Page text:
On elimination of a junior lease by a foreclosure sale of the premises, the tenant loses his right to possession of the premises. [Hohn v. Riverside County Flood Control and Water Conservation District (1964) 228 CA2d 605]
After foreclosure by the senior lienholder, the tenant’s continued use and possession of the property is an unlawful detainer (UD) and the tenant can be evicted. A 3-day notice to quit due to foreclosure is required to be served and expire before a UD action can be filed and the occupant, should he remain in possession, be evicted. [See first tuesday Form 578]
Altering the priorities
A tenant can agree in a lease agreement to allow the landlord or the secured lender to act unilaterally in the future to alter the priority of the tenant’s lease and the lender’s trust deed liens on the property. [Dover Mobile Estates v. Fiber Form Products, Inc. (1990) 220 CA3d 1494]
Nonresidential lease agreements often contain boilerplate provisions, such as an attornment clause, a lender subordination clause, a future subordination clause and a nondisturbance clause. These provisions relate to the priority of the lease against trust deeds, present and future.
The attornment clause allows an owner-by-foreclosure to unilaterally avoid the automatic
elimination and unenforceability of a junior lease by a foreclosure sale.
The lender subordination clause gives a trust deed lender the right to unilaterally subordinate the lender’s trust deed to a previously junior lease by written notice to the tenant. Thus, the lease would not be wiped out by a foreclosure of the lender’s trust deed since the trust deed has been subordinated and the lease has priority.
Under a future subordination clause, the tenant agrees to subordinate his lease to a trust deed to be recorded in the future. Here, the tenant remains involved since he must sign a specific subordination agreement to give the trust deed priority to his lease.
The nondisturbance clause is coupled with the future subordination clause. The clause entitles the tenant to receive a signed writing from a new trust deed lender agreeing that the lease will remain in effect for its full term in spite of the fact the tenant concurrently signs a specific subordination agreement giving the lender’s trust deed priority.
Thus, by the nondisturbance agreement, the tenant will be restored with the rights he would otherwise lose on the lender’s foreclosure due to the subordination and will be able to enforce the lease agreement against the new lender.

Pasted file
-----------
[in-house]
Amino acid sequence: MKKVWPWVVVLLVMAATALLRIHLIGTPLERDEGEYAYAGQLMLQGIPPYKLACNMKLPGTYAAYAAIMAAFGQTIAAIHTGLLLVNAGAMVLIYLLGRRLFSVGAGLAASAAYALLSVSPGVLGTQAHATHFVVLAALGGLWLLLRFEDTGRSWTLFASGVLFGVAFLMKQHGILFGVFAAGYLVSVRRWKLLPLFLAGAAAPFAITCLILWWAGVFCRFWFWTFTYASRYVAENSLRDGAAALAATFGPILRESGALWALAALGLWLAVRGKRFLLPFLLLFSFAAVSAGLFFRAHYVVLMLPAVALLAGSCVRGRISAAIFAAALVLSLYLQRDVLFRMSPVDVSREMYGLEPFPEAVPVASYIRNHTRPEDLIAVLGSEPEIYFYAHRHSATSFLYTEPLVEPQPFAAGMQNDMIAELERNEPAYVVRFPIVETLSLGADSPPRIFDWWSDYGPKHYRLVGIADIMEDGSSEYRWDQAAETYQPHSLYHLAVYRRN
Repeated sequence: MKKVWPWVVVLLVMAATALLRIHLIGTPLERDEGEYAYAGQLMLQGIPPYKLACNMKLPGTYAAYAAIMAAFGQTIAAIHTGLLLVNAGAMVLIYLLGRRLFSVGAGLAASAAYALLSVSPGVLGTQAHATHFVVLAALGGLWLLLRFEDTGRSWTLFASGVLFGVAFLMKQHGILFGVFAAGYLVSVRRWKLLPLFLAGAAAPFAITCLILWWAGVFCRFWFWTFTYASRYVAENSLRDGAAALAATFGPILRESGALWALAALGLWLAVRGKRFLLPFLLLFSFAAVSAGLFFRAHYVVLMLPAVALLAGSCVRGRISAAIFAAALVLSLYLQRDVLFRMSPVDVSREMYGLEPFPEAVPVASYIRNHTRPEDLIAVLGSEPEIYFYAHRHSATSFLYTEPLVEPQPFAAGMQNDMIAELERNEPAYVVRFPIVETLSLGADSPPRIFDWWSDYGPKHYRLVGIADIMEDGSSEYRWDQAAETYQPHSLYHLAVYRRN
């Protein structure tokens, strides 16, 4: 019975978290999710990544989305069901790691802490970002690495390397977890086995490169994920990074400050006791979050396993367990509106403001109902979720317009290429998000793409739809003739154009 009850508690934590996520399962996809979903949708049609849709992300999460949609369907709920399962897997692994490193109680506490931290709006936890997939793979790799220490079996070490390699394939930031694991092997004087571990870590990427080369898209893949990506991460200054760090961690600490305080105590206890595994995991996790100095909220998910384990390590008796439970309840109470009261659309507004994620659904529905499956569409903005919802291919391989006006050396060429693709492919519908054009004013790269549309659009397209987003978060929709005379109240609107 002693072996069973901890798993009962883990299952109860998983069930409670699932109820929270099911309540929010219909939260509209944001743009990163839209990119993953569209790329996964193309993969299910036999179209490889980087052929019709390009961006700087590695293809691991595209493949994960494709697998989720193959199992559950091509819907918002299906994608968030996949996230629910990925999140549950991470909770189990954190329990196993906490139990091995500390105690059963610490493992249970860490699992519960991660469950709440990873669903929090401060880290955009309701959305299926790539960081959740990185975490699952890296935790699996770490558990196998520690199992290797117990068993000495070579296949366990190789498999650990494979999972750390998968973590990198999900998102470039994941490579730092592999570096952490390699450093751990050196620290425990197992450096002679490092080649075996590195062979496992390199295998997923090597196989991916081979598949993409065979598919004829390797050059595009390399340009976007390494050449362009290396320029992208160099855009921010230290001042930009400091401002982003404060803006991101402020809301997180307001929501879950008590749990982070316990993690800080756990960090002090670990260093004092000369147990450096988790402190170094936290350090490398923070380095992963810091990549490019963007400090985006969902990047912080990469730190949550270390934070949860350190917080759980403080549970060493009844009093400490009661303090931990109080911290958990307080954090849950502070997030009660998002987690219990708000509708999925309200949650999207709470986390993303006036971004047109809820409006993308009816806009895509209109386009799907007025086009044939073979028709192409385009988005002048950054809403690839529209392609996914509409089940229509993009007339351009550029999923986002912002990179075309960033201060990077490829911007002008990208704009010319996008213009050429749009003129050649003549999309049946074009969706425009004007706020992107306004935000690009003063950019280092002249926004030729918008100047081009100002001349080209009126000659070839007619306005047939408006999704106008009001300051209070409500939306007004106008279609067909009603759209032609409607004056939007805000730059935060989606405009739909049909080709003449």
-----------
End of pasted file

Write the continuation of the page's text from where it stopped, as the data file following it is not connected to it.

Further, by a lender exercising its rights under the due-on clause in its trust deed, a lender is able to also control the terms of all future leasing of the property, except for those leases with a term of three years or less.
As a condition for the lender to give consent to each lease agreement entered into by the landlord, a knowledgeable lender will require the landlord’s lease agreements to include both a lender subordination clause and an attornment clause.
The attornment clause and foreclosure
Attornment is the tenant’s agreement to acknowledge the purchaser at a foreclosure
sale under a trust deed senior to his lease as a substitute landlord who may elect to enforce the tenant’s lease agreement.
To enforce a wiped-out lease, the owner-by-foreclosure notifies the tenant he has elected to be the substitute landlord under the tenant’s lease. However, the new owner need not do so, leaving the wiped-out tenant with no interest in the property.
A nonresidential landlord has good financial justification to include an attornment clause in a lease agreement. Should a senior trust deed lender foreclose, it is essential for the landlord to maintain the property’s value and reduce the potential of a deficiency judgment.
A financially advantageous lease agreement, enforceable by new owners after a foreclosure, will help maintain the value of the property. On the other hand, if a financially advantageous lease agreement does not contain an attornment clause, the property’s market value will be lower than it would be had the owner-by-foreclosure been able to enforce the lease.
If an owner-by-foreclosure elects to enforce a lease agreement containing an attornment clause, the lease agreement remains in full effect for the remainder of its term. Thus, the owner-by-foreclosure who makes the attornment election becomes the substitute landlord and must perform the obligations of the landlord under the lease. [Miscione, supra]
Before the foreclosing lender or other purchaser at a foreclosure sale substitutes himself as the successor landlord, he must consider whether the leases will generate rents at or above market rates.